Shi Shi

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For the constrained Chinese poem, see Lion-Eating Poet in the Stone Den.
For other uses, see Shishi (disambiguation).
Qiao Wang (譙王)
Family name: Shi (石; shí)
Given name: Shi (世, shì)
Posthumous name: None

Shi Shi (Chinese: 石世; 339–349) was briefly (for 33 days) the emperor of the Jie/Chinese Hun state Later Zhao following his father Shi Hu's death in 349. In the Chinese annals he is sometimes referred to by his title after removal as an Emperor, Prince of Qiao (譙王).

Shi Shi was Shi Hu's youngest son, by his third empress Empress Liu, the daughter of Han Zhao's last emperor Liu Yao. In 348, after Shi Hu had executed his second crown prince Shi Xuan (石宣) for having assassinated his brother Shi Tao (石韜), he considered whom to make crown prince, and although Shi Shi was the youngest, Shi Hu's official Zhang Chai (張豺) was able to convince him that he needed to create a crown prince whose mother did not come from low birth. Empress Liu and Zhang then planned to control the government after Shi Hu's death.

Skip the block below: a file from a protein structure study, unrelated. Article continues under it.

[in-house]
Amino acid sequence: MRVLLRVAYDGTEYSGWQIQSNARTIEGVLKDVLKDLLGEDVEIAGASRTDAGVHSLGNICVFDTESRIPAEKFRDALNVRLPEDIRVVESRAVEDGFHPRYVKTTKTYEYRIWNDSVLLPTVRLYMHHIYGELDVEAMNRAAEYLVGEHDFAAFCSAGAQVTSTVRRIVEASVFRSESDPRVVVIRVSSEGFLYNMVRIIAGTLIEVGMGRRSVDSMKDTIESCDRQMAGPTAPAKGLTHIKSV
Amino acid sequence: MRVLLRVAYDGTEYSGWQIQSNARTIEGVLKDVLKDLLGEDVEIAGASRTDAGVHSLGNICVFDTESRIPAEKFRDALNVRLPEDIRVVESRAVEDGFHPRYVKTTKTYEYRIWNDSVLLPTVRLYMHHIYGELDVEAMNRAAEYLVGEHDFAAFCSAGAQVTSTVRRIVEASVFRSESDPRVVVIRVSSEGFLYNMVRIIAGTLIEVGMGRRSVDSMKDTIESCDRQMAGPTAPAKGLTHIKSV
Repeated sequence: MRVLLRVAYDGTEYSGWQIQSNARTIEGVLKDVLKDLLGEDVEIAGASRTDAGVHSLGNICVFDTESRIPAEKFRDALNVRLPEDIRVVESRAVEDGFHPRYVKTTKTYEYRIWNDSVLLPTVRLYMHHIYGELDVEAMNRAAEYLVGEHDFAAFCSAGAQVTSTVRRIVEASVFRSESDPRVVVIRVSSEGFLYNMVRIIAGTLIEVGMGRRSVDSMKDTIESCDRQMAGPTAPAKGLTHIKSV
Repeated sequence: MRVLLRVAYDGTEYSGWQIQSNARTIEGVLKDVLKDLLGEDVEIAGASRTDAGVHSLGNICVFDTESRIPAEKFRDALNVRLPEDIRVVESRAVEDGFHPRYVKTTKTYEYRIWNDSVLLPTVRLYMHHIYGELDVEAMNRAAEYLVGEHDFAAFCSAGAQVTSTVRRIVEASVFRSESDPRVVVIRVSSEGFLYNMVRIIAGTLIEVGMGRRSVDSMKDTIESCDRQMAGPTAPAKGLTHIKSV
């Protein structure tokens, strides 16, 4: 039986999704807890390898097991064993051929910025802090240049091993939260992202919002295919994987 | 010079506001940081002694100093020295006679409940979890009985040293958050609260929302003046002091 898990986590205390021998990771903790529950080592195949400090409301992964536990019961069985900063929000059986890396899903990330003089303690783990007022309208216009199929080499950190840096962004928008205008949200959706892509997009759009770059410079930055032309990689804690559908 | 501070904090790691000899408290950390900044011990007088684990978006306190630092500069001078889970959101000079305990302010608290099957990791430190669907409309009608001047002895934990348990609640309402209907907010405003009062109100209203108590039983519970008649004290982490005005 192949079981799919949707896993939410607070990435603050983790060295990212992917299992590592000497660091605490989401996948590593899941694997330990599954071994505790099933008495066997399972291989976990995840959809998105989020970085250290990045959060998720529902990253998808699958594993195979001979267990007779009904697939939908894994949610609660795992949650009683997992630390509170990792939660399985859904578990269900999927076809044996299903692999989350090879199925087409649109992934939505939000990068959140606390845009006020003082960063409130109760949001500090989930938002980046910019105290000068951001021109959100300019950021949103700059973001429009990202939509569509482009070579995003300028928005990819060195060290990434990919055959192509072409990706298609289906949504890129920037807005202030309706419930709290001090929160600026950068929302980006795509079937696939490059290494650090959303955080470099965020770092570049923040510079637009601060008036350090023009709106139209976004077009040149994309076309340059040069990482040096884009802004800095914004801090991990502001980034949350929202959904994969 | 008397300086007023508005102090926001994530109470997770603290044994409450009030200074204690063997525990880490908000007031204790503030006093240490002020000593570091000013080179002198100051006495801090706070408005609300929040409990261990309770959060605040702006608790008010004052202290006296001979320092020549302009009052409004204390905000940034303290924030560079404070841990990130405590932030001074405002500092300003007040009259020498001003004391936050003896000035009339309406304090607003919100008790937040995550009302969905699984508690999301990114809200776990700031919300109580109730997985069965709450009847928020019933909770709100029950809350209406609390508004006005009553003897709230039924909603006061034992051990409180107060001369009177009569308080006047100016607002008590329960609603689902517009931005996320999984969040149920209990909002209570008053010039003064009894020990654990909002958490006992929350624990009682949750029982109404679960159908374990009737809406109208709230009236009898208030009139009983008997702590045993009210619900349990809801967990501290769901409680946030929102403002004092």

As Shi Hu neared death in summer 349, although Shi Hu had initially intended that his sons and Shi Shi's older brothers Shi Zun the Prince of Pengcheng and Shi Bin (石斌) the Prince of Yan serve as co-regents, Empress Liu and Zhang managed to forge edicts ordering Shi Zun to go to Guanzhong and execute Shi Bin. After Shi Hu's death, Shi Shi succeeded to the throne. Empress Dowager Liu became regent, and she shared power with Zhang. Unhappy with this development, Shi Zun, with a number of generals supporting him, advanced on the capital Yecheng, killing Zhang and detaining Empress Dowager Liu and Shi Shi. He then forged an edict by Empress Dowager Liu deposing Shi Shi and giving himself the throne. He reduced Shi Shi to a Prince of Qiao, and Empress Dowager Liu to a Princess Dowager of Qiao, but then executed them. Shi Shi was just 10 when he died.

Personal information[edit]

References[edit]

Prince of Qiao
Born: 339 Died: 349
Regnal titles
Preceded by
Shi Hu
Emperor of Later Zhao
349
with Empress Dowager Liu (349)
Succeeded by
Shi Zun
Titles in pretence
Preceded by
Shi Hu
— TITULAR —
Emperor of China
349
Reason for succession failure:
Sixteen Kingdoms
Succeeded by
Shi Zun